The massive demonstrations against Berlin’s tightening pandemic control measures are starting to resemble “terrorism,” Ramelow told Tagesspiegel on Thursday, insisting the protests – and the fringe interests they brought together – were “a threat to internal security in our country.”
Ramelow, who is a member of The Left (Die Linke), pointed to a protest in which some marchers carried large photos showing Chancellor Angela Merkel and virologist Dr. Christian Drosten in concentration camp uniforms and chanted for them to be hung from lampposts as evidence the opposition to Merkel’s coronavirus regime was getting out of control.
Especially dangerous has been the way in which the demonstrations bring together far-right “Reichsburgers” (a fringe group of German monarchists) with “lateral thinkers” (Querdenken, a reference to a free-thinker group that has organized numerous protests against lockdowns) and “corona-deniers” with “anti-vaccination activists,” Ramelow continued.
The volatile mixture, he said, was “very dangerous.” He dismissed the notion that Germans would be vaccinated against their will and seemed disturbed that anyone would even consider the idea that Microsoft founder and billionaire vaccine evangelist Bill Gates was “now trying to force-vaccinate us.”
In the interview, Ramelow attempted to link last weekend’s arson attack on the Robert Koch Institute, Germany’s federal disease control agency, to the anti-lockdown movement. However, the attackers – who were seen by security guards throwing molotov cocktails at the facility – have not been caught and no evidence has been produced to indicate a political motive. The facility was reportedly targeted with a distributed denial of service (DDoS) attack by hackers several days before the firebombing.
The leftist politician also sought to link the anti-lockdown protesters to a bizarre act of vandalism earlier this month on Berlin’s Museum Island, a crime German media strove to pin on conspiracy theorists and the QAnon movement. Dozens of artworks and artifacts, including a reconstruction of an ancient Greek Pergamon altar, were defaced with an unknown “oily substance.”
Ramelow claimed the beliefs of the anti-lockdown protesters were part of an insidious undercurrent of “irrationalism” which was responsible for wild stories about the island.
“They say the Pergamon Altar is the Witches’ Sabbath,” the politician pointed out. Indeed, “they” say much more than that – former vegan celebrity chef Attila Hildmann has claimed that the altar is actually the nexus of the “global satanism scene,” even accusing Chancellor Angela Merkel of performing “human sacrifices” on it with her globalist pals. It is unclear how all this is related to the anti-lockdown protests, however.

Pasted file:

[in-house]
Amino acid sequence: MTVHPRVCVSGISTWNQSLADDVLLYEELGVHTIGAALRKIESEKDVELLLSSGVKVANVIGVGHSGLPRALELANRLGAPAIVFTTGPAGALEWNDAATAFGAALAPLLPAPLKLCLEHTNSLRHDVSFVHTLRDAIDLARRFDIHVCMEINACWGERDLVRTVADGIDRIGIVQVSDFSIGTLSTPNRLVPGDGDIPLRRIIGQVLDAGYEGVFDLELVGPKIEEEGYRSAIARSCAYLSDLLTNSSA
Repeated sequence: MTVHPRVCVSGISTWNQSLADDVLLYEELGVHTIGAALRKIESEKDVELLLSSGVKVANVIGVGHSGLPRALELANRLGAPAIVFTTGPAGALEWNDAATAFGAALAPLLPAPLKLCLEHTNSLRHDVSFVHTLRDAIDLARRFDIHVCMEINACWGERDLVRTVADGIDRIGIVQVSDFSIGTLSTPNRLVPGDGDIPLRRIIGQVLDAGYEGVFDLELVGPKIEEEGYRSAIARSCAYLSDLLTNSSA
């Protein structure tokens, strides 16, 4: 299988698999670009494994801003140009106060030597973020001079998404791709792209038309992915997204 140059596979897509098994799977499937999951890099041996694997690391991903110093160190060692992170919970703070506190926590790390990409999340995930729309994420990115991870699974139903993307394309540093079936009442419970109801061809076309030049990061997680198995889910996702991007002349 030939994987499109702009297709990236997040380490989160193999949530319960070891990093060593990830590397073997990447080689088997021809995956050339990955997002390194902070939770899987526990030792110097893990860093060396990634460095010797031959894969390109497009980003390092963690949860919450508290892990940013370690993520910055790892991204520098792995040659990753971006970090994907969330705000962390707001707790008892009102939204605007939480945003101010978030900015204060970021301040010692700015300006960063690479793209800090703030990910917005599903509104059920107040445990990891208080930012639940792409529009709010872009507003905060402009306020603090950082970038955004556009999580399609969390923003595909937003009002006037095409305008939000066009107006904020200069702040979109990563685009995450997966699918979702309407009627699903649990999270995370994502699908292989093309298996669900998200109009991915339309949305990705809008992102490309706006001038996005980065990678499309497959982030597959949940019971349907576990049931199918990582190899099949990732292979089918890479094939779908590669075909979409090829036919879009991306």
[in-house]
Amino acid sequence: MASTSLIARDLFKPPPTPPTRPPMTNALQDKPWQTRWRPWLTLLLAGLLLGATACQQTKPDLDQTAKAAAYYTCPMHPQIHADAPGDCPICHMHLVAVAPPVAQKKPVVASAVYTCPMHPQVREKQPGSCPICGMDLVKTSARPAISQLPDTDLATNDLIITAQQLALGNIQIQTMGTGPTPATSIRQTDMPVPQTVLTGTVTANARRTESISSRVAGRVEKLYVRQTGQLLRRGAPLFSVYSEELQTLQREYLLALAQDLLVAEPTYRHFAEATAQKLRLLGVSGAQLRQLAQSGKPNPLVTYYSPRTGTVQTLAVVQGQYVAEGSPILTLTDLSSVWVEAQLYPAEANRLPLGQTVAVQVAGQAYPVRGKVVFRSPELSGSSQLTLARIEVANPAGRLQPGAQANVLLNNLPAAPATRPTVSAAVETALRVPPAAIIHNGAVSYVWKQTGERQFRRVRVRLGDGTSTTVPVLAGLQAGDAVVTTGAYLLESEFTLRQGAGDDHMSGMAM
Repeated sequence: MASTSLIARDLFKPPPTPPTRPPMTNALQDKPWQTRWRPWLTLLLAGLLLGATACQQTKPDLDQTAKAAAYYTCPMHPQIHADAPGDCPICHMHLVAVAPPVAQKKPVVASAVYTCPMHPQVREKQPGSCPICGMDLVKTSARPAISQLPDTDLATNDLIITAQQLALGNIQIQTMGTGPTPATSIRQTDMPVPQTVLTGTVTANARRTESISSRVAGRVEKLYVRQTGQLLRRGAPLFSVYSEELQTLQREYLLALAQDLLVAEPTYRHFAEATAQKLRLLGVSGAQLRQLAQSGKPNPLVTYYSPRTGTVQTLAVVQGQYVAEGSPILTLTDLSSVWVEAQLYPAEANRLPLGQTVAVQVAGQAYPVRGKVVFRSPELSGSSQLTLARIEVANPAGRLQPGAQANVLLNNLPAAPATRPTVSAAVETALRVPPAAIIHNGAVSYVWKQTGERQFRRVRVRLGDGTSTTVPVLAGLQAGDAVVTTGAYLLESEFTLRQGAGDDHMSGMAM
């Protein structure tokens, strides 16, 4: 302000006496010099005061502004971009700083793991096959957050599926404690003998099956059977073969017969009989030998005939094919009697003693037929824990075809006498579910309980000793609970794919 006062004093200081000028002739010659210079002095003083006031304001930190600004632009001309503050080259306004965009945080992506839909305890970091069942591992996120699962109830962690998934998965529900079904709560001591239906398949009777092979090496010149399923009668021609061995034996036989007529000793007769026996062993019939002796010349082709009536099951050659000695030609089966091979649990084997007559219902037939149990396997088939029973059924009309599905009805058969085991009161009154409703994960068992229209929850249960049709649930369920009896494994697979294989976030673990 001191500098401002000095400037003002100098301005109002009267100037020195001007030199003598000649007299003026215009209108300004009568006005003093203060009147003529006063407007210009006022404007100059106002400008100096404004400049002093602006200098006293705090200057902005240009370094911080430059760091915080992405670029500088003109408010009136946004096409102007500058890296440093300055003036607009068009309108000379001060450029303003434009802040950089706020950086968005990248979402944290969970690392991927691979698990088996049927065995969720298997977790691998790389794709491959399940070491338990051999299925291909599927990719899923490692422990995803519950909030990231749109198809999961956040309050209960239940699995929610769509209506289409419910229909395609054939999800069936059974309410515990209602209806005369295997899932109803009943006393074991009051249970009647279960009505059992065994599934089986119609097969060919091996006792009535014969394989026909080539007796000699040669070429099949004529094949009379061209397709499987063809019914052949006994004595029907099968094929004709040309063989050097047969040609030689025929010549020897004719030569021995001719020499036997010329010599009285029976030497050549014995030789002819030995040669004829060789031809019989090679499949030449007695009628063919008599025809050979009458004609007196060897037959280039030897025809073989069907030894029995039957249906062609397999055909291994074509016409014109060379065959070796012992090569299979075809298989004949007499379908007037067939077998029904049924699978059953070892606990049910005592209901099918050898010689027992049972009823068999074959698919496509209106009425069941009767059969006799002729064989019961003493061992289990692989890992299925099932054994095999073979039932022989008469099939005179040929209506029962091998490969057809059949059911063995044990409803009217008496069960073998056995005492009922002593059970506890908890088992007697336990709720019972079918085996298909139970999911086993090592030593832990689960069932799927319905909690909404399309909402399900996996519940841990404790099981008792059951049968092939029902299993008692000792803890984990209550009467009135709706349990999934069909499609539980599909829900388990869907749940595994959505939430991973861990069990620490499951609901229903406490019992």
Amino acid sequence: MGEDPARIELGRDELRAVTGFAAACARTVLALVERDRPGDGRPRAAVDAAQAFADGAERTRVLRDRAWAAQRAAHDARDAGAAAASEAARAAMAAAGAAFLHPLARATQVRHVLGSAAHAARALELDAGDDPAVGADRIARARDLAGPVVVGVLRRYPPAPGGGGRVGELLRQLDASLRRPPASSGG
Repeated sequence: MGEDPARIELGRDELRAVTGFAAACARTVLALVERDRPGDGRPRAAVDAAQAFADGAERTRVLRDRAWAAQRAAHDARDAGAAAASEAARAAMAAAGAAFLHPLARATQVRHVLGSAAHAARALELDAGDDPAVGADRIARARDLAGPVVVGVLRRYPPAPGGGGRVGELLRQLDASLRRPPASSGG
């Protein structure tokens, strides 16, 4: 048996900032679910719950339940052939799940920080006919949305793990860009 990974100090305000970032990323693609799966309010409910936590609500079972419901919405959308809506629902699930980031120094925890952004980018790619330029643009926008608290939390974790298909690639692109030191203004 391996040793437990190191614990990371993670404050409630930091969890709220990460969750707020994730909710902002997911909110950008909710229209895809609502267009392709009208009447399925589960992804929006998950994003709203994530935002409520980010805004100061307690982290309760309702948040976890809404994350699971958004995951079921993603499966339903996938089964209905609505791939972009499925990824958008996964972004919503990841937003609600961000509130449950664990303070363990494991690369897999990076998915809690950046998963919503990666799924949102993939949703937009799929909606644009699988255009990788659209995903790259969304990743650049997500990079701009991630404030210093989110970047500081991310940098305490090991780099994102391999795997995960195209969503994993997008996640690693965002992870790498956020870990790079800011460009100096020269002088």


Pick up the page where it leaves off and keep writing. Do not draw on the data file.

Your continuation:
German officials have sought to label anti-lockdown protesters as security threats before, in particular after the August incident in which a small faction of protesters marching in Berlin leaped over metal barricades and evaded riot police to “storm” the Reichstag building. To add to the political outrage that followed, some of the intruders were brandishing the imperial German flag popular with the Reichsburgers.
While the splinter group received the lion’s share of media attention, including grandstanding denunciations from Merkel’s Christian Democratic Union and its political allies, this happened during a much larger demonstration. Tens of thousands more protesters massed near the Brandenburg Gate to show their opposition to the strict controls placed on Germans amid the pandemic, and mass protests mostly went without incident.
While Merkel pledged late last month not to enact a second economy-destroying nationwide lockdown, her government has steadily been applying more pressure as cases creep up. A partial lockdown is set to take effect next week, with restaurants, theaters, gyms, and swimming pools closing and private gatherings limited to 10 people. Schools will remain open.
Berlin has pointed to a steep uptick in Covid-19 cases to justify the crackdown, even though the rise has not been accompanied by a surge in deaths as happened during the initial wave of cases. A Bavarian testing lab was found to be churning out a stream of false positives earlier this week, with 58 of 60 tests wrongly diagnosed as infected. Economic Minister Peter Altmaier downplayed the issue, suggesting it was only a problem at that one facility.
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